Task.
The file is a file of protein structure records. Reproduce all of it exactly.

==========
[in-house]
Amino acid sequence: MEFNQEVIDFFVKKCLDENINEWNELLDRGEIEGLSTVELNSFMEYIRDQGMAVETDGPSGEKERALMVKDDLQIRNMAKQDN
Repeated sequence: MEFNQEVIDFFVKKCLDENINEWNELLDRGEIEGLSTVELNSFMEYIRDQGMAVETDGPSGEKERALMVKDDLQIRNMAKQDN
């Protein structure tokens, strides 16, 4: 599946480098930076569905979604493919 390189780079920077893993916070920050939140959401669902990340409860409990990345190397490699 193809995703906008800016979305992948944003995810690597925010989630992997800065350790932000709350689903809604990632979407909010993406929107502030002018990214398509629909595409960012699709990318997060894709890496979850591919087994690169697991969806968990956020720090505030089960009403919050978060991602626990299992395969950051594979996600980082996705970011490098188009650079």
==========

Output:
[in-house]
Amino acid sequence: MEFNQEVIDFFVKKCLDENINEWNELLDRGEIEGLSTVELNSFMEYIRDQGMAVETDGPSGEKERALMVKDDLQIRNMAKQDN
Repeated sequence: MEFNQEVIDFFVKKCLDENINEWNELLDRGEIEGLSTVELNSFMEYIRDQGMAVETDGPSGEKERALMVKDDLQIRNMAKQDN
């Protein structure tokens, strides 16, 4: 599946480098930076569905979604493919 390189780079920077893993916070920050939140959401669902990340409860409990990345190397490699 193809995703906008800016979305992948944003995810690597925010989630992997800065350790932000709350689903809604990632979407909010993406929107502030002018990214398509629909595409960012699709990318997060894709890496979850591919087994690169697991969806968990956020720090505030089960009403919050978060991602626990299992395969950051594979996600980082996705970011490098188009650079």